'I may be winning this ad-blocker game, but I hate it. I'm outta here (with $100k). Buh-bye'
Plus: OMG SAP CEO 'still alive' after horror fall
Here are our favourite quotes.
Bitcoin backers have had a long and contentious relationship with sovereign states, and this week they got some unwanted recognition from the US.
The Commodity Futures Trading Commission declared that Bitcoin was indeed a commodity, a decision that led it to shut down at least one Bitcoin trading company.
This from Aitan Goelman, the watchdog's director of enforcement:
While there is a lot of excitement surrounding Bitcoin and other virtual currencies, innovation does not excuse those acting in this space from following the same rules applicable to all participants in the commodity derivatives markets.
Meanwhile, officials over in Brussels have finally warmed to the idea of making e-government services in Europe talk to each other. In a shocking moment of clarity, they uttered the following:
Administrative procedures have the reputation of being lengthy, time-consuming and costly.
Electronic collaboration between public administrations can make these procedures quicker, simpler and cheaper for all parties concerned, in particular when transactions need to be done cross-border and/or cross-sector.
When it wasn't kicking out buggy OS updates, Apple gave ad-weary users a nice treat this week when the ad-block friendly iOS 9 hit.
One of the first such apps to land was Peace, and it immediately shot to the top of Cupertino's App Store, only to be killed off by its creator, Marco Arment. His reasoning:
Ad-blocking is a kind of war – a first-world, low-stakes, both-sides-are-fortunate-to-have-this-kind-of-problem war, but a war nonetheless, with damage hitting both sides, Even though I'm 'winning', I've enjoyed none of it. That's why I'm withdrawing from the market.
Don't feel too bad for Marco, though. It's been estimated that he made over $100,000 in his fleeting reign as king of the App Store.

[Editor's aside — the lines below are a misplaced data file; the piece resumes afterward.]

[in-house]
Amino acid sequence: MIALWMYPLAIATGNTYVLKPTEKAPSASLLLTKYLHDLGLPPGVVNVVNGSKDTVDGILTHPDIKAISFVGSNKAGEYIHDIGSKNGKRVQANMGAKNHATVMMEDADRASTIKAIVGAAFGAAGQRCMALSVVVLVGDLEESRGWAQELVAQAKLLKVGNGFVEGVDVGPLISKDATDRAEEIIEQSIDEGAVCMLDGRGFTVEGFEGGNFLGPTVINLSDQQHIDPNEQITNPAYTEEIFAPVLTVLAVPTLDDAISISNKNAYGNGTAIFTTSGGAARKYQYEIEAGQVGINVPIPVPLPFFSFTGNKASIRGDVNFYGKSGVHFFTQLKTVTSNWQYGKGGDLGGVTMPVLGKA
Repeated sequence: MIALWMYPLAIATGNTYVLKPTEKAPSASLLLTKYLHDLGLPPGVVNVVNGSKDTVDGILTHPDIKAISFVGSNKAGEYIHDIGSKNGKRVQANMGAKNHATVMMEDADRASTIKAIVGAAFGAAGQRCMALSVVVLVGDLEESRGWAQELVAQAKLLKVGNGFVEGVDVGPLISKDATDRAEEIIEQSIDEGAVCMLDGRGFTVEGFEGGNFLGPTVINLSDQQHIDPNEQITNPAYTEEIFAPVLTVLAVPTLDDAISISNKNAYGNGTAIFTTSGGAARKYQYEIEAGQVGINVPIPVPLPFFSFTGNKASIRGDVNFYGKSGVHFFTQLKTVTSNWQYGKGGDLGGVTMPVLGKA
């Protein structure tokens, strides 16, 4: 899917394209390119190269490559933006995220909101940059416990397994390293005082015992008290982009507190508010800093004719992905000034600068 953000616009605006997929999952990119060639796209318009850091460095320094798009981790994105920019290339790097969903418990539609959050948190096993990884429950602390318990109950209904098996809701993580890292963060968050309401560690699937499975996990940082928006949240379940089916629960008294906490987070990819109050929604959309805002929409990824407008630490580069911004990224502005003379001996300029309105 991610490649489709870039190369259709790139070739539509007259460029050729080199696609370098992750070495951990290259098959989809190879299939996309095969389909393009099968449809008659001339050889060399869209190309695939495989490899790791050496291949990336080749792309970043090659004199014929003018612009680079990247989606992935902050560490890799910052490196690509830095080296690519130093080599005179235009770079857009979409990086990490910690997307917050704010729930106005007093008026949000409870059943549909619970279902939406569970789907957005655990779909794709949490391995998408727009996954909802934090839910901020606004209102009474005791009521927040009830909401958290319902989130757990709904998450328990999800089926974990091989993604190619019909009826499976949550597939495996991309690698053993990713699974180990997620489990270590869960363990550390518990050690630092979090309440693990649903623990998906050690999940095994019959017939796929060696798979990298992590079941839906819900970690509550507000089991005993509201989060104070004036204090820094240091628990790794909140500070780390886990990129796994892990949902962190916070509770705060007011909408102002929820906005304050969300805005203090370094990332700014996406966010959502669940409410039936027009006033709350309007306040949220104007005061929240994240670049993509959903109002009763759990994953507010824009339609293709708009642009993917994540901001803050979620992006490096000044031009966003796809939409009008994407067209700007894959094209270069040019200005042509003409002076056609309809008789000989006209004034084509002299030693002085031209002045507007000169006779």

A gentle warning: the more squeamish among you might want to skip this next bit.
SAP enterprise software giant chief Bill McDermott opened up this week about a terrible household accident that resulted in the loss of an eye.
It could have been worse, however, as the broken glass he fell on nearly caused him to bleed out. McDermott, however, is putting the best spin on things:
I’m still alive, and that’s not a given after such a bad accident. This can happen to anyone. It’s important to stand up after you’ve fallen down.
In lighter news, a Cisco employee ONCE AGAIN made the decidedly n00b move of hitting "reply all" on an email message, and a good old-fashioned spam-a-geddon ensued. Cisco global comms team member Nigel Glennie explained:
Email storms are so rare these days, but I am proud to say that the guardians of the Cisco culture are still around. When email storms occurred in the days of old, people would have fun by responding with an ironic "unsubcribe" or their favourite recipe. We saw some of that today, and even some cat pictures.
And finally, we close things out with QuoTW stalwart John McAfee.
The anti-virus mogul-turned-eccentric millionaire gave a lecture to sysadmins on data security, including the following revelation about what your smartphone apps are really doing:
In America we have bible-reading applications: every single one of those applications asks permission to turn on your microphone, your camera, it wants permission to read your e-mails and the right to send e-mails wherever it chooses. That scares me.
Wait, we've actually found something that scares Jungle John McAfee? This is even worse than we imagined. ®